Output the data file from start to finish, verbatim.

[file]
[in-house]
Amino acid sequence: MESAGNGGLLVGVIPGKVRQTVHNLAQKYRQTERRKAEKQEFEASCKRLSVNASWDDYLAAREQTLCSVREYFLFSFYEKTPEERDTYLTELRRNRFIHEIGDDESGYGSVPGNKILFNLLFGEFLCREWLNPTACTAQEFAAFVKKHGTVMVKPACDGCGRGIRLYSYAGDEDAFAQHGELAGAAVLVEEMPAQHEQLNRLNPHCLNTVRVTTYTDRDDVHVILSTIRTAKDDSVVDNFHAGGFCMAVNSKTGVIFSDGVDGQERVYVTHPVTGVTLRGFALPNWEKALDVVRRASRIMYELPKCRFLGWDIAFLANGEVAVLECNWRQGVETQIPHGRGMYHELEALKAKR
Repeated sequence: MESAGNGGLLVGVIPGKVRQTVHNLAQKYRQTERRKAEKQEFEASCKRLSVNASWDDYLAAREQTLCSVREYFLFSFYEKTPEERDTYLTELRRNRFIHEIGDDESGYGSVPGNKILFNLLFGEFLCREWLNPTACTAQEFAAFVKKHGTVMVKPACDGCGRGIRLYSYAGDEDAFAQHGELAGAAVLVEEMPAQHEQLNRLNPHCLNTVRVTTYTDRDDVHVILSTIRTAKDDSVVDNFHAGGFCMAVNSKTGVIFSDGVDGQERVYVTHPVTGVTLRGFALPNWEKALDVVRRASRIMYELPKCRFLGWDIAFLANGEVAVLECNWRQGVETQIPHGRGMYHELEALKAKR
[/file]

[in-house]
Amino acid sequence: MESAGNGGLLVGVIPGKVRQTVHNLAQKYRQTERRKAEKQEFEASCKRLSVNASWDDYLAAREQTLCSVREYFLFSFYEKTPEERDTYLTELRRNRFIHEIGDDESGYGSVPGNKILFNLLFGEFLCREWLNPTACTAQEFAAFVKKHGTVMVKPACDGCGRGIRLYSYAGDEDAFAQHGELAGAAVLVEEMPAQHEQLNRLNPHCLNTVRVTTYTDRDDVHVILSTIRTAKDDSVVDNFHAGGFCMAVNSKTGVIFSDGVDGQERVYVTHPVTGVTLRGFALPNWEKALDVVRRASRIMYELPKCRFLGWDIAFLANGEVAVLECNWRQGVETQIPHGRGMYHELEALKAKR
Repeated sequence: MESAGNGGLLVGVIPGKVRQTVHNLAQKYRQTERRKAEKQEFEASCKRLSVNASWDDYLAAREQTLCSVREYFLFSFYEKTPEERDTYLTELRRNRFIHEIGDDESGYGSVPGNKILFNLLFGEFLCREWLNPTACTAQEFAAFVKKHGTVMVKPACDGCGRGIRLYSYAGDEDAFAQHGELAGAAVLVEEMPAQHEQLNRLNPHCLNTVRVTTYTDRDDVHVILSTIRTAKDDSVVDNFHAGGFCMAVNSKTGVIFSDGVDGQERVYVTHPVTGVTLRGFALPNWEKALDVVRRASRIMYELPKCRFLGWDIAFLANGEVAVLECNWRQGVETQIPHGRGMYHELEALKAKR